We've said it before, but it bears repeating: budget smartphones have become much more interesting than their high-end counterparts in the last year or so. While $600 flagships continue to get slightly larger and slightly faster and slightly better at a predictable rate, the amount of phone you can get for $200 or even $100 has increased by leaps and bounds. OEMs are looking to sell smartphones to people who don't have smartphones yet, and making things cheaper is the easiest way to do that.
Many of the smartphone OEMs offer budget models, but they're mostly either ancient or terrible. They have slow, no-name processors; not enough RAM or storage; old versions of Android that time has forgotten. You can buy these and use them, but why on Earth would you ever want to?
Motorola (currently owned by Google but awaiting purchase by Lenovo) is taking things in another direction. We already looked at the Moto G, which was an incredibly impressive phone given its $179 starting price. Now we're looking at the Moto E, a $129 follow-up that tries to strike the same balance between quality and price. We've put the phone through its paces and we're here to tell you where it succeeds and, more importantly, where Motorola found that $50 in savings.
Look, feel, and screen
|Specs at a glance: Motorola Moto E|
|Screen||960×540 4.3-inch IPS (256 PPI)|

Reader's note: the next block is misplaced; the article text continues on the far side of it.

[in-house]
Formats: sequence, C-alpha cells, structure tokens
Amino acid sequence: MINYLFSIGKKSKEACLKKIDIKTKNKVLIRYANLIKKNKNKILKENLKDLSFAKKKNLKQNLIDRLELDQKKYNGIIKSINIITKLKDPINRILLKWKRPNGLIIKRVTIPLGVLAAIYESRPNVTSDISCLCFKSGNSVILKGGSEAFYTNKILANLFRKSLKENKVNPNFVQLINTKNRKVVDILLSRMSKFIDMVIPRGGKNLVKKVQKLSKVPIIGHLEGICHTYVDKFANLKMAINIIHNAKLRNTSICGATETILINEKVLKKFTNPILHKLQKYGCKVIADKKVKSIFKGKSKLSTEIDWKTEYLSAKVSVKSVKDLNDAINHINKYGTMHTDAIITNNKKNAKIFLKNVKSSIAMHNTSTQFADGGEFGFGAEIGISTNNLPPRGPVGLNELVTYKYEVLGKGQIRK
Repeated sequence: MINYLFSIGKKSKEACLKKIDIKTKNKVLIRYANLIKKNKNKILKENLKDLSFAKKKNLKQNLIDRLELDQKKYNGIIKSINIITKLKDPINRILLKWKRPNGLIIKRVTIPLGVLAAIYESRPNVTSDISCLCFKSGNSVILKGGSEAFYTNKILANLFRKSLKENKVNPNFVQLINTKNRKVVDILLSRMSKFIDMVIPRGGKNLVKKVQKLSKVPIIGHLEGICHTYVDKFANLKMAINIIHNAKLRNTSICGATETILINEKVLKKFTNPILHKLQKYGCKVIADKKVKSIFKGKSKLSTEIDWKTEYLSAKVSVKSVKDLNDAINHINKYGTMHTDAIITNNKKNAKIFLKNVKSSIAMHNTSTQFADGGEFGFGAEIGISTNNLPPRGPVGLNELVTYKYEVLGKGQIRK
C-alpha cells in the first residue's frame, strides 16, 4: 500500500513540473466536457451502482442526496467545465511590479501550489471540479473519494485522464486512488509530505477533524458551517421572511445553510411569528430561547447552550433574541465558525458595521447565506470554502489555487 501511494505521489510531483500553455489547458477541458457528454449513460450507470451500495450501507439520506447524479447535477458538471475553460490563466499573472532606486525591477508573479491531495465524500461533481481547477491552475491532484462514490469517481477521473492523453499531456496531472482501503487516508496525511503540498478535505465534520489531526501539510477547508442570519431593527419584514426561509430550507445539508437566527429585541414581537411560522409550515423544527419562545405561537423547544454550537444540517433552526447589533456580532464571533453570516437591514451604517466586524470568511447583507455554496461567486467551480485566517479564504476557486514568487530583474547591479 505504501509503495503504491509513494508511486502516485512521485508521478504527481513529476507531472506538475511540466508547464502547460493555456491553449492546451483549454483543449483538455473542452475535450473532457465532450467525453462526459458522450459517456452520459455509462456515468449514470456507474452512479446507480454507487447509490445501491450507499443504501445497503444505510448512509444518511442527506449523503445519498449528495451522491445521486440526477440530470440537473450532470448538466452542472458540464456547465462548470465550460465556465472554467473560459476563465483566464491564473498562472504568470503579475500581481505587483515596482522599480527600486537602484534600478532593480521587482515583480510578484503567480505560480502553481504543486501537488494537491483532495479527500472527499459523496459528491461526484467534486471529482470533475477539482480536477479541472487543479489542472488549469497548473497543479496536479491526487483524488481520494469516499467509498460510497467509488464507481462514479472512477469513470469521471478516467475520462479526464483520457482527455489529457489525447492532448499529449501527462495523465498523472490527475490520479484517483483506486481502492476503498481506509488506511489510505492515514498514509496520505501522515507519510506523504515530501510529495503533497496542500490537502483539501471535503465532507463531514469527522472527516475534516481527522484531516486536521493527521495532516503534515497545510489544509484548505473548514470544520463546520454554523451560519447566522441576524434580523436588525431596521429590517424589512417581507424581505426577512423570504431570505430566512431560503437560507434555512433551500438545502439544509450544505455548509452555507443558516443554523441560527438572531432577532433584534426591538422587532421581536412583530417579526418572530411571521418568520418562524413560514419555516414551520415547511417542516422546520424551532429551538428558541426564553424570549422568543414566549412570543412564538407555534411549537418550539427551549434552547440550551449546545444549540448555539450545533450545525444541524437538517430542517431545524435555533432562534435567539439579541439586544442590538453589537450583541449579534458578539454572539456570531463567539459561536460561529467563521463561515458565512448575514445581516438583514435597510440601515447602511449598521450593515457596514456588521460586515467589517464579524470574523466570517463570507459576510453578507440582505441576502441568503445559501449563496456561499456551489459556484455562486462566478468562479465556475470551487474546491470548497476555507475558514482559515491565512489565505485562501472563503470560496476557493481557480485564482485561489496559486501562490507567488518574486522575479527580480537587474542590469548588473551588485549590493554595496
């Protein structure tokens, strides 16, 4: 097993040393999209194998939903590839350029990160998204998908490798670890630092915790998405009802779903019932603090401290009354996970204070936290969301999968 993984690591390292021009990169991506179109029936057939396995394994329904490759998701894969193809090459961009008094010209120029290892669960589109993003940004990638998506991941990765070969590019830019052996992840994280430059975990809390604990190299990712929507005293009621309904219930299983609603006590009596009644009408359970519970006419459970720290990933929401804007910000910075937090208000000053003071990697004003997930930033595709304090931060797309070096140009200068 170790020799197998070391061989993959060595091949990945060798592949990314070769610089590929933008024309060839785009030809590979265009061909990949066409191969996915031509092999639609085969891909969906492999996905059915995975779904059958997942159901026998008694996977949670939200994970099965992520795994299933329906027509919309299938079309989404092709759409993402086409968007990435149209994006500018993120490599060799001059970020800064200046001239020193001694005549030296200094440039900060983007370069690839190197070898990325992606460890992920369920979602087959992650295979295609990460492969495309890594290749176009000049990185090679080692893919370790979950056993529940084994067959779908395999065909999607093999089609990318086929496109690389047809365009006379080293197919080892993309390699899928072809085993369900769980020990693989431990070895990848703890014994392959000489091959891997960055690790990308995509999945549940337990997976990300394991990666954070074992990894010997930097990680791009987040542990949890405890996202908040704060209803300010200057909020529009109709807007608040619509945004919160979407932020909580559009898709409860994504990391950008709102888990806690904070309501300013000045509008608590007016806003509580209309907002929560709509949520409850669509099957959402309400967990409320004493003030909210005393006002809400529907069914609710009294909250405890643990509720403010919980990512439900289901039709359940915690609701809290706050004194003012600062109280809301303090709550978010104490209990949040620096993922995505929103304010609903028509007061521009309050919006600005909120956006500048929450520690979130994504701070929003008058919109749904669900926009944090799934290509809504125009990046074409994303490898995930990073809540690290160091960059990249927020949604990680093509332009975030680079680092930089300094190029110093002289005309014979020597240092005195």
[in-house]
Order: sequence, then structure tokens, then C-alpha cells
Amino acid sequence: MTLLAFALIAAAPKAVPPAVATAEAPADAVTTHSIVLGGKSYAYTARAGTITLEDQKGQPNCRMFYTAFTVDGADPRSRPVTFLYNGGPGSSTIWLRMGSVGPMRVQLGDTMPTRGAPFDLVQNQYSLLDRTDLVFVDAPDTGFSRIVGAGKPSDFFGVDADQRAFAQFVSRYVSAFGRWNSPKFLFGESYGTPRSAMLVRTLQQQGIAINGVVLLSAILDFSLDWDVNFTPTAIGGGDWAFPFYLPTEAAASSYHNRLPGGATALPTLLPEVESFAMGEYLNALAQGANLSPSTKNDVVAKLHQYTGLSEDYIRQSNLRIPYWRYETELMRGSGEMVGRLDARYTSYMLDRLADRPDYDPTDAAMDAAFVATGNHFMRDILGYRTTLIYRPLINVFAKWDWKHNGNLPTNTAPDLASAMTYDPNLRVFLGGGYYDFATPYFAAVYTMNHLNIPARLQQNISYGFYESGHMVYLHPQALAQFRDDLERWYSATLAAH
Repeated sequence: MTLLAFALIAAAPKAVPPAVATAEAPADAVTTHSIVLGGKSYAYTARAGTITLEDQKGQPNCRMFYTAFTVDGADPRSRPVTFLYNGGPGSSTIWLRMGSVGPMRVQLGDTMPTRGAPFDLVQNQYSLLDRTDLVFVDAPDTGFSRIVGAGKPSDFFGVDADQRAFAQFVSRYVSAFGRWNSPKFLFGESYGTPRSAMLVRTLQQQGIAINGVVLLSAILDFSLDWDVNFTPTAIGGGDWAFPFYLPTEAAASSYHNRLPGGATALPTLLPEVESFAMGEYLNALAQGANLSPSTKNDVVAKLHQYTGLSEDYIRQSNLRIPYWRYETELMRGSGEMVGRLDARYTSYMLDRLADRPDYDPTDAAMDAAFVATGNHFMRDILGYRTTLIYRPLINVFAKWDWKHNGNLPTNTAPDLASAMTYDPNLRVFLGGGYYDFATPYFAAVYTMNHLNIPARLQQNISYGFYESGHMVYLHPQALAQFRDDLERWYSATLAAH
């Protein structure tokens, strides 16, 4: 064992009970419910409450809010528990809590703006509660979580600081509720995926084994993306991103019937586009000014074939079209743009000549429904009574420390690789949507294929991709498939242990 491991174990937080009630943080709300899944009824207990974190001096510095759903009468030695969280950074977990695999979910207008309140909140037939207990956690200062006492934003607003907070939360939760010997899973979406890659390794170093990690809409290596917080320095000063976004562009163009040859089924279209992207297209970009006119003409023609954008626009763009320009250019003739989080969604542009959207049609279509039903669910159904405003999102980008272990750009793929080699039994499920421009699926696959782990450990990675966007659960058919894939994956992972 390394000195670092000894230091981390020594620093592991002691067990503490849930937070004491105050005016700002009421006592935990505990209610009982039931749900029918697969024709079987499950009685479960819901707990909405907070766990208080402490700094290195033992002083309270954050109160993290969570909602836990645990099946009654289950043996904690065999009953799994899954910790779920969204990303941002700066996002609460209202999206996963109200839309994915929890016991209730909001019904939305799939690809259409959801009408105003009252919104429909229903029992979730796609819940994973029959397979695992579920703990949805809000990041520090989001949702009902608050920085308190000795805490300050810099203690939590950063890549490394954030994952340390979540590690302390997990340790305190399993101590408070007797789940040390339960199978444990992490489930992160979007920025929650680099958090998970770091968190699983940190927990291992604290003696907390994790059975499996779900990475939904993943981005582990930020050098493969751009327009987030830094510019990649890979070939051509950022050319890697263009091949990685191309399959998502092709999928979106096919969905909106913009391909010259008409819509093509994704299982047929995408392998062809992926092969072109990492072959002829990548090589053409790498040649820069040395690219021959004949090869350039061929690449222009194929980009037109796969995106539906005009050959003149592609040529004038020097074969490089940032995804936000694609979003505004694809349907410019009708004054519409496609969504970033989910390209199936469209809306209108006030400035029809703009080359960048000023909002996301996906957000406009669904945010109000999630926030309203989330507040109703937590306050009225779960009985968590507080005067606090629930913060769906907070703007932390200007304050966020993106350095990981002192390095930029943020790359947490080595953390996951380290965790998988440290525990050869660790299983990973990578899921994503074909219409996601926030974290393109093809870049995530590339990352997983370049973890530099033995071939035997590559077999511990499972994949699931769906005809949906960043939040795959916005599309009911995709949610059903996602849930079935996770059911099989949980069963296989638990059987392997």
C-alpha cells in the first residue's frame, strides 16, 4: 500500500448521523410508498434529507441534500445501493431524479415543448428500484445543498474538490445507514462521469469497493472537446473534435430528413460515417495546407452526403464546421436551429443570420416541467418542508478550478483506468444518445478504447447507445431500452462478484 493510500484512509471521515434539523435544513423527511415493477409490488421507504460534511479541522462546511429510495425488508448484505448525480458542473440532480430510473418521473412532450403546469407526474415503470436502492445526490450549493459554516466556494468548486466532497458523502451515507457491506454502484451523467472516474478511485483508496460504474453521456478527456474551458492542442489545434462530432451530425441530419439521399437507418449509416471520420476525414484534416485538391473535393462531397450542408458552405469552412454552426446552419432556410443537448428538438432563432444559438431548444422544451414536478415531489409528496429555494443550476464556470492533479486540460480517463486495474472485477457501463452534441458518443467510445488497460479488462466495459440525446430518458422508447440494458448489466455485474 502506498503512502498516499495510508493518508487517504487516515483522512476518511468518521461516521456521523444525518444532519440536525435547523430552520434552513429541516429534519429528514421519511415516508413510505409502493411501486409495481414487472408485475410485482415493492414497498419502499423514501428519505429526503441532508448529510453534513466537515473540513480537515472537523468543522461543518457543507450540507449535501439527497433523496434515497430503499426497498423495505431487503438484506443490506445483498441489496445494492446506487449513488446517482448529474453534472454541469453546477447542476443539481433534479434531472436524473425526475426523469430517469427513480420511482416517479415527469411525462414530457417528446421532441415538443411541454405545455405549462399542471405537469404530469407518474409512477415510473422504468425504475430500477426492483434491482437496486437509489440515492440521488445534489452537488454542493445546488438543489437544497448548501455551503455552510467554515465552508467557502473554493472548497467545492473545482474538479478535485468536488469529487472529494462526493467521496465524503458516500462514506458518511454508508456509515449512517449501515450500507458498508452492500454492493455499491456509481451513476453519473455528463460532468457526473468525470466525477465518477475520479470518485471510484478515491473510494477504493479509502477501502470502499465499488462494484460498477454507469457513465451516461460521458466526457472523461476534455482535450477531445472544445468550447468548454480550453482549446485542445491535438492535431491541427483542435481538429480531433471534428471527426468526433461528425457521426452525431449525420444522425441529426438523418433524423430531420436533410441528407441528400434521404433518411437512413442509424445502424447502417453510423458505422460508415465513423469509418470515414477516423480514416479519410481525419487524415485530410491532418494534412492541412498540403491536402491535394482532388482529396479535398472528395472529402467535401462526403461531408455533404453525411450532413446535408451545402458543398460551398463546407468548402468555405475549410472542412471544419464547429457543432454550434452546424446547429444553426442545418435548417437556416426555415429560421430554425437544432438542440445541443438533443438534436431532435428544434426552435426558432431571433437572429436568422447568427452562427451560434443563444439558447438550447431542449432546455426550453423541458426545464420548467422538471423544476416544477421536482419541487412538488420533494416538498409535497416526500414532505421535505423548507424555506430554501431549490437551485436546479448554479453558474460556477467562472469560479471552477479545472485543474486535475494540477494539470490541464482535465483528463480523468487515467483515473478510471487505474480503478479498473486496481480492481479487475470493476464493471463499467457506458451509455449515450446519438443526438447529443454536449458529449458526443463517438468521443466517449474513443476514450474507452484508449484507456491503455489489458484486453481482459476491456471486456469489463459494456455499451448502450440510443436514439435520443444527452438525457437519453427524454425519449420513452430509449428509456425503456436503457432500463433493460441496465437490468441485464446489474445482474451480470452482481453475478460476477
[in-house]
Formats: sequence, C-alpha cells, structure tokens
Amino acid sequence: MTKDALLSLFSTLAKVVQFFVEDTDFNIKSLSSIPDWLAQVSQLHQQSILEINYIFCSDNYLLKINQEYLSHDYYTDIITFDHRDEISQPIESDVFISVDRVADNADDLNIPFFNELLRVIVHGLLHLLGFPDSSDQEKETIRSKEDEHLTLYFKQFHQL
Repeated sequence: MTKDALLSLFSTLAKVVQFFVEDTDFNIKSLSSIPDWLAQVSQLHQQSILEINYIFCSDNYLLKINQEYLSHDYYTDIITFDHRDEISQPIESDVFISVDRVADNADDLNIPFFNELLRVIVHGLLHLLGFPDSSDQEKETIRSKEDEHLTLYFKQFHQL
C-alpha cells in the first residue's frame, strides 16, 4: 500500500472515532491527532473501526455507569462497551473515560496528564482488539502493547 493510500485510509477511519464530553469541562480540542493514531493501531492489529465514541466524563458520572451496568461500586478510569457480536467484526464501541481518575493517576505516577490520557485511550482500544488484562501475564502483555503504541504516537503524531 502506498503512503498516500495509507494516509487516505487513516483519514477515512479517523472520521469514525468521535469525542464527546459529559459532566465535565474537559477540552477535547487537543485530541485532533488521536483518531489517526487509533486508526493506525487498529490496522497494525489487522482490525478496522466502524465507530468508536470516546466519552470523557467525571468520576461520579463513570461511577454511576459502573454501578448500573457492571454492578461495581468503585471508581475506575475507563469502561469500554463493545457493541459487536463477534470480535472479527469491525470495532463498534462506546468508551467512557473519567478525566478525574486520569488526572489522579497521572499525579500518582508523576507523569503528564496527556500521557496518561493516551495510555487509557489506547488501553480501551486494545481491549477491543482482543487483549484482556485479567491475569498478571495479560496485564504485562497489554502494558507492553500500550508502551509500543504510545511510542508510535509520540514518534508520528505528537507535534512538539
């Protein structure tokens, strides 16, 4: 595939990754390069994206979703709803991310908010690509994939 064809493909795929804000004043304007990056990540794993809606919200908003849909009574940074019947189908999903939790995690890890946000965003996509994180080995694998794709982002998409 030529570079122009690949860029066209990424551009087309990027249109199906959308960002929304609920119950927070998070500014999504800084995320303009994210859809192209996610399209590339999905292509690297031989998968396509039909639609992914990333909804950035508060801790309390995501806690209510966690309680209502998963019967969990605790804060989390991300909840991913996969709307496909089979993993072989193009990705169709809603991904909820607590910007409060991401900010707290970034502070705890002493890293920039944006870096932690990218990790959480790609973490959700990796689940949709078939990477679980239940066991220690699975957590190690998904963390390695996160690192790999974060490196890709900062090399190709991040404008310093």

|CPU||1.2GHz Qualcomm Snapdragon 200 (dual-core Cortex A7)|
|GPU||Qualcomm Adreno 302|
|Storage||4 GB NAND flash, expandable by up to 32GB via Micro SD|
|Networking||802.11b/g/n, Bluetooth 4.0. UMTS 850/900/1900/2100, AWS 850/1700/1900 (2100) + QGSM 850/900/1800/19000, GSM 850/900/1800/1900, CDMA 800/850/1900|
|Ports||Micro-USB, headphones, Micro SD slot|
|Camera||5MP rear camera|
|Size||4.91″ × 2.55″ × 0.24-0.48″ (124.8 × 64.8 × 6.2-12.3 mm)|
|Weight||5.01 oz. (142 g)|
|Starting price||$129 off-contract|
Though the phone is $50 cheaper than the Moto G, you can't really feel that difference when it's in your hand. Both have solid, substantial-feeling plastic backs and sides with Gorilla Glass up front, and the two share a curved body that feels nice in your hand. The Lumia 520 (the current Windows Phone budget model that retails for $99 unlocked but can be found even cheaper if you're OK with being locked to a specific carrier) is definitely lighter and cheaper-feeling by comparison.
The Moto E comes with a black rear shell that can be pried off to reveal a (non-user-serviceable) battery, as well as micro SIM and micro SD card slots. The shell is a rigid plastic with a rubberized feel to it, and it can be replaced with one of eight different colorful shells to give the phone a little more personality. The shells are all sold separately and add $15 apiece to the bill, and as of this writing Motorola doesn't offer a version with a flip cover. Moto G and Moto E shells aren't interchangeable, since the G is a larger phone and it has speaker and LED flash cutouts that the E doesn't need.
The 4.3-inch, 960×540 display is probably the Moto E's most pleasant surprise. Most budget smartphones come with display panels that are serviceable but obviously inferior to those in higher-end phones. The Lumia 520 includes such a display—its 800×480 resolution isn't a terrible fit for the size, but its poor contrast and viewing angles give it away as the budget smartphone that it is.